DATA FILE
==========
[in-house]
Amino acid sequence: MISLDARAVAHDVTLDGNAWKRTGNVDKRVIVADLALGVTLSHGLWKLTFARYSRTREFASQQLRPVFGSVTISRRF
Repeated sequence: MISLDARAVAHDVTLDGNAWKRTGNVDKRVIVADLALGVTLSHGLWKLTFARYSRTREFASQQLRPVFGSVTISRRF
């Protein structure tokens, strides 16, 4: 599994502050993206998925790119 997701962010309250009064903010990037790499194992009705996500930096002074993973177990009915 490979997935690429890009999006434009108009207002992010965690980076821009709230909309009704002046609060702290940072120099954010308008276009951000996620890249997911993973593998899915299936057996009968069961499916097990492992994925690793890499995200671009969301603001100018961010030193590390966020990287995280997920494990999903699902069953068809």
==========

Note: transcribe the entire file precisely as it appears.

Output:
[in-house]
Amino acid sequence: MISLDARAVAHDVTLDGNAWKRTGNVDKRVIVADLALGVTLSHGLWKLTFARYSRTREFASQQLRPVFGSVTISRRF
Repeated sequence: MISLDARAVAHDVTLDGNAWKRTGNVDKRVIVADLALGVTLSHGLWKLTFARYSRTREFASQQLRPVFGSVTISRRF
């Protein structure tokens, strides 16, 4: 599994502050993206998925790119 997701962010309250009064903010990037790499194992009705996500930096002074993973177990009915 490979997935690429890009999006434009108009207002992010965690980076821009709230909309009704002046609060702290940072120099954010308008276009951000996620890249997911993973593998899915299936057996009968069961499916097990492992994925690793890499995200671009969301603001100018961010030193590390966020990287995280997920494990999903699902069953068809």